Sunday 28 February 2010
A new archive of letters was discovered recently which illustrate how much personal responsibility George III bears for the loss of the American colonies. What they show in particular is the communication gap, with a king and an administration hopelessly out of touch with events in America; a king whose optimism contrasts sharply with the pessimism of the commanders on the ground.
The collection, which goes on sale at Sotheby’s in New York in a series of auctions beginning in April, indicate that the commanders began to despair of victory almost as soon as the conflict began in 1775. A letter by General John Burgoyne, written in Boston on 25 June, 1775, is the earliest assessment of how bad things were. The British position is described as
…a crisis that my little reading in history cannot parallel…such a pittance of troops as Great Britain and Ireland can supply will only serve to protract the war, to incur fruitless expense and to insure disappointment.
It was not just the pittance of troops that was a problem; it was also the kind of troops that the crown possessed. In the previous wars with the French for the control o the Continent the British had relied on the support of colonial militias, who knew the country and could make the most effective use of the terrain; skirmishers, who knew how to use hit and run tactics and fighting skills learned from the natives. On occasions these highly mobile forces were to prove superior to conventional armies, tied to roads and dependent on supply columns, as Burgoyne was to find to his own cost at Saratoga.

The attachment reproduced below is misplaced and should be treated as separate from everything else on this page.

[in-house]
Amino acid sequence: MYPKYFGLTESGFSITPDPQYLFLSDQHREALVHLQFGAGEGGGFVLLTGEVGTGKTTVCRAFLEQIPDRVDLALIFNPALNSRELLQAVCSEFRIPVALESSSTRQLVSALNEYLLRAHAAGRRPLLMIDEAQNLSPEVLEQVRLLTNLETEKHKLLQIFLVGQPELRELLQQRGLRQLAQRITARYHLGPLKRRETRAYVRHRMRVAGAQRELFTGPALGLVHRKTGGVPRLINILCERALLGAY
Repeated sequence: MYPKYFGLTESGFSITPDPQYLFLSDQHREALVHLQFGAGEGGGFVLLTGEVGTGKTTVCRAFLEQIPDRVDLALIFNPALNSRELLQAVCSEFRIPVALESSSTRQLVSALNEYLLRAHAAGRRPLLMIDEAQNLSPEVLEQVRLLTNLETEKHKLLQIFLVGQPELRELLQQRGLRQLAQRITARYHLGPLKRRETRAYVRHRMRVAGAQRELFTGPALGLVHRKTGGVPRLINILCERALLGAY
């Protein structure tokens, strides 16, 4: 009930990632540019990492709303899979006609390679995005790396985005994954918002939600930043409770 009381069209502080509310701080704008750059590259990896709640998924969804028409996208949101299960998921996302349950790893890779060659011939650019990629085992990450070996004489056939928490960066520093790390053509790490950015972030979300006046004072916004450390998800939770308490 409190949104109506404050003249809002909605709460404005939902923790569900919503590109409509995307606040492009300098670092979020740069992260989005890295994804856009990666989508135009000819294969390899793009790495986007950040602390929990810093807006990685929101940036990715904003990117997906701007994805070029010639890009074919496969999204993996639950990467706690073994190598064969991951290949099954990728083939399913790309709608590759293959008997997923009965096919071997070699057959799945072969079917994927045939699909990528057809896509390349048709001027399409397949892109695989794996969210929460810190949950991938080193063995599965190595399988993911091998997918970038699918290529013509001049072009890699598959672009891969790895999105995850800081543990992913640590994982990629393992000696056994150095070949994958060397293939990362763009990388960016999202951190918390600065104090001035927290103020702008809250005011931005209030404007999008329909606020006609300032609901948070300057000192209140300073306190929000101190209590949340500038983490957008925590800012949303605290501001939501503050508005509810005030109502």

The collection also includes a copy of George III’s proclamation of August 1775 calling for the “suppression of rebellion and sedition”, one of only twenty in existence. Other correspondence from London emphasises just how absurdly sanguine the authorities were, continually hoping that the rebels would see their error and sue for pardon. The problem is quite clear: king and cabinet obviously saw events in America as an old-fashioned rebellion, much like that of the Scottish Jacobites earlier in the century. It was nothing of the kind: it was a revolution.